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Monday, October 11, 2010
Fallout for Brett Favre's Endorsement Deal with Wrangler

CNBC's Darren Rovell looks at how Wrangler, which has paid Brett Favre millions for his endorsement and for his appearances in a wide-range of All-American type ads, often with footballs and dogs and pick-up trucks, might respond to allegations indicating that Favre, who has been married for 14 years with two children, may have sent inappropriate messages and photos to another woman.

Here is Rovell:

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I spoke to a couple people yesterday who were surprised that Brett Favre’s Wrangler jeans spots were still running. Surprised that he was still on their Web site. They were surprised that Wrangler had no comment.

Well, I’m not. Put yourself in their shoes, or jeans. You have an athlete who you’ve worked hard to connect to your brand. And, unlike many of the endorsement deals out there, it fits.

Then this story comes along, where Favre might have strongly come on to a woman who was paid to do in-stadium sideline and Jumbotron reporting for the Jets when he played there. There are voicemails and pictures of private parts, allegedly his.

Partly as a result of the media age we live in, these pictures are released to the public. The NFL has to look into it because Favre and the woman he approached, Jenn Sterger, were both paid by the Jets.

But where does that leave Wrangler?

Well, let’s say worst-case scenario the voicemails are from Favre and so are the pictures. Maybe Favre’s not the clean family man we pictured him to be, but there’s nothing there that makes it a natural for Wrangler to sever its deal with him.

If all this is true, is it a put off to his reputation? Sure it is. But you don’t have evidence of adultery and no crime was committed. Kobe Bryant lost his endorsement deals because he was charged with a crime (the criminal case was later dropped and the civil case was settled). Tiger Woods lost endorsement deals because he was unfaithful to the hilt. . . .

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To read the rest, click here.

Quick legal point: Should Wrangler seek to get out of its endorsement contract with Favre, the wording of the morals clause in that contract will likely play a major factor. If it is expansively worded--such as covering all types of conduct that is publicly reprehensible, at least as deemed by Wrangler--that helps Wrangler; if it is narrowly worded--such as requiring that the Favre commit a crime--that helps to protect Favre.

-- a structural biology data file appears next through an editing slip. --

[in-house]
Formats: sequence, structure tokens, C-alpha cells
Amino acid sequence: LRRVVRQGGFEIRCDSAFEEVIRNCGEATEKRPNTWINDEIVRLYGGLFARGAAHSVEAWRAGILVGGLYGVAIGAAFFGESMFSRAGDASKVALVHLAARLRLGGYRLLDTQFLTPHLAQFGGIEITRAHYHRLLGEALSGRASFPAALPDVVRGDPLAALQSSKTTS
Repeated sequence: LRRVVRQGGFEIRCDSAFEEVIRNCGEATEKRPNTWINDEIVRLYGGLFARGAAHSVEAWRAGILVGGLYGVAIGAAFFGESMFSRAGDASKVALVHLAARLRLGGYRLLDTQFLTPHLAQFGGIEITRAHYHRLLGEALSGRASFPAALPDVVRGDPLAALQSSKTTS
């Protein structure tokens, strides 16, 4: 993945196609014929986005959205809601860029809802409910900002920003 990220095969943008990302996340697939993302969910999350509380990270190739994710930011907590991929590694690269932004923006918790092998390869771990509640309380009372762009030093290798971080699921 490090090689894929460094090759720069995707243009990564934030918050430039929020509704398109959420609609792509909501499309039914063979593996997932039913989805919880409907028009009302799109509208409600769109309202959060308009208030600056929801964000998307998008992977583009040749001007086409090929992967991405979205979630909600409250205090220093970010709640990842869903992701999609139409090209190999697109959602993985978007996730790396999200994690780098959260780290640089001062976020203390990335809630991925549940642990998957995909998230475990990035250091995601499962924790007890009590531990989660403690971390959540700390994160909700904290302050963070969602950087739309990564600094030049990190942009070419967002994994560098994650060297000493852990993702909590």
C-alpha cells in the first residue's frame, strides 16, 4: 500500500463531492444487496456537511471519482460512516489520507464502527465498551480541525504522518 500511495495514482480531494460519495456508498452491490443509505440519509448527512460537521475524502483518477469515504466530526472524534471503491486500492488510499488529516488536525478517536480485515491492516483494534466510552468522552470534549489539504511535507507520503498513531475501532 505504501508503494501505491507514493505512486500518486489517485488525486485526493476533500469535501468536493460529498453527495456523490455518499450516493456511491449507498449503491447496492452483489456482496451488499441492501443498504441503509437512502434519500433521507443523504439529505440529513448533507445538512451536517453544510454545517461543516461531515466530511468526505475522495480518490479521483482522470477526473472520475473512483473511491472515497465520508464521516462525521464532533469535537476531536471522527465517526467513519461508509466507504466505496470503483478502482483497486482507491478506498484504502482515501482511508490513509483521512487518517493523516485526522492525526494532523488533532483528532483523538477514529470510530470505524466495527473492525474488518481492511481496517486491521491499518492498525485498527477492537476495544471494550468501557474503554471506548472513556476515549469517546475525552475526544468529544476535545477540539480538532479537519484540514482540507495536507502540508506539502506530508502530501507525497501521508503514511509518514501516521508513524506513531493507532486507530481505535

Although I think the story is all smoke and mirrors, it will be interesting to see what ramifications come from it; specifically, as you said, how this changes the relationship between Wrangler and Favre. Obviously, the language in the contract will be very important, but I think Wrangler should be wary of breaking their association with Favre.

First, like you said, Favre and Wrangler is the perfect fit. I cannot think of a better athlete for their brand than Favre.

Second, if it was simply some misguided texts, and neither adultery nor criminal behavior, is that bad enough to sever the relationship? Think about Wrangler's CLIENTELE. Wragler pitches their low-priced, durable jeans to blue collar men; men who work in construction, work with dirt and other natural elements, etc. They aren't marketing their products to high-end businessmen, housewives, or hipsters. And I don't think the majority of their audience will give a big hoot about some misguided texts.

It's far different than the breakup between Tiger Woods and, say, Accenture, the major business consulting firm. Accenture markets itself as a very classy company, which is a description that does not fit Tiger's infamous behavior. In that circumstance, it was VERY obvious that the relationship had to be severed. Accenture's clientele includes businesses, wealthy ones at that, which are led by powerful people of both sexes. I am guessing that many of the women would feel think negatively of Accenture--subconsciously--had the company decided to keep Tiger on board.

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Anonymous Anonymous -- 10/13/2010 11:16 PM  

This, Howard Wasserman, is how you discuss Brett Favre's situation: don't rush to judgment like you always do. Discuss the legal issues, present facts like McCann. Otherwise you consistently come across as an extremist (which you are) and you keep destroying your own credibility in sports law circles and come across as a clown.

Anonymous Anonymous -- 10/15/2010 8:01 AM  

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